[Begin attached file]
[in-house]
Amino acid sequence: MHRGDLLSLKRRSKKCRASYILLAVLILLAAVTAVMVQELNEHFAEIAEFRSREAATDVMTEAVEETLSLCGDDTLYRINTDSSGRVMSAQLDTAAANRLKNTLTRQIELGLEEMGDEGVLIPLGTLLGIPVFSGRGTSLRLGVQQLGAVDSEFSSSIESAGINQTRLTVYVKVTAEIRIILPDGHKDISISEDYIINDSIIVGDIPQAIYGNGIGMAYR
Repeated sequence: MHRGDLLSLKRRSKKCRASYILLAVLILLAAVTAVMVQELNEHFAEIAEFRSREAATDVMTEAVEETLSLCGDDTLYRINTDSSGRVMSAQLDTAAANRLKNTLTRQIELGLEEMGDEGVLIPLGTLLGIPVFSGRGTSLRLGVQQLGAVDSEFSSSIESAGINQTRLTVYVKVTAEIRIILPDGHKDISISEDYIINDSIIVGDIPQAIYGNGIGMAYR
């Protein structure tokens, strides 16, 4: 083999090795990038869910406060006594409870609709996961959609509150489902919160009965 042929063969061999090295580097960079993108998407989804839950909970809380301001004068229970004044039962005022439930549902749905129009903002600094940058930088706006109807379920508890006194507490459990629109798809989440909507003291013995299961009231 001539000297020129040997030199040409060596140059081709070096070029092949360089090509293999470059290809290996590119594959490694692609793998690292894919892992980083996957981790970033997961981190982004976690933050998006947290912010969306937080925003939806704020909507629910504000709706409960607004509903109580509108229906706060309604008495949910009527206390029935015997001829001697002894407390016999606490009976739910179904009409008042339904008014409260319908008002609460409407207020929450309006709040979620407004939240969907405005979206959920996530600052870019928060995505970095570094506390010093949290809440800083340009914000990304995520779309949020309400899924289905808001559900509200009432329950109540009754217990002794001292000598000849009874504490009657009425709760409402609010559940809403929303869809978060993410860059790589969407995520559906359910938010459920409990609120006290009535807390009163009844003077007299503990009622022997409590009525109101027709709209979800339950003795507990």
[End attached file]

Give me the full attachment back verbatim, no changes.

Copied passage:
[in-house]
Amino acid sequence: MHRGDLLSLKRRSKKCRASYILLAVLILLAAVTAVMVQELNEHFAEIAEFRSREAATDVMTEAVEETLSLCGDDTLYRINTDSSGRVMSAQLDTAAANRLKNTLTRQIELGLEEMGDEGVLIPLGTLLGIPVFSGRGTSLRLGVQQLGAVDSEFSSSIESAGINQTRLTVYVKVTAEIRIILPDGHKDISISEDYIINDSIIVGDIPQAIYGNGIGMAYR
Repeated sequence: MHRGDLLSLKRRSKKCRASYILLAVLILLAAVTAVMVQELNEHFAEIAEFRSREAATDVMTEAVEETLSLCGDDTLYRINTDSSGRVMSAQLDTAAANRLKNTLTRQIELGLEEMGDEGVLIPLGTLLGIPVFSGRGTSLRLGVQQLGAVDSEFSSSIESAGINQTRLTVYVKVTAEIRIILPDGHKDISISEDYIINDSIIVGDIPQAIYGNGIGMAYR
């Protein structure tokens, strides 16, 4: 083999090795990038869910406060006594409870609709996961959609509150489902919160009965 042929063969061999090295580097960079993108998407989804839950909970809380301001004068229970004044039962005022439930549902749905129009903002600094940058930088706006109807379920508890006194507490459990629109798809989440909507003291013995299961009231 001539000297020129040997030199040409060596140059081709070096070029092949360089090509293999470059290809290996590119594959490694692609793998690292894919892992980083996957981790970033997961981190982004976690933050998006947290912010969306937080925003939806704020909507629910504000709706409960607004509903109580509108229906706060309604008495949910009527206390029935015997001829001697002894407390016999606490009976739910179904009409008042339904008014409260319908008002609460409407207020929450309006709040979620407004939240969907405005979206959920996530600052870019928060995505970095570094506390010093949290809440800083340009914000990304995520779309949020309400899924289905808001559900509200009432329950109540009754217990002794001292000598000849009874504490009657009425709760409402609010559940809403929303869809978060993410860059790589969407995520559906359910938010459920409990609120006290009535807390009163009844003077007299503990009622022997409590009525109101027709709209979800339950003795507990």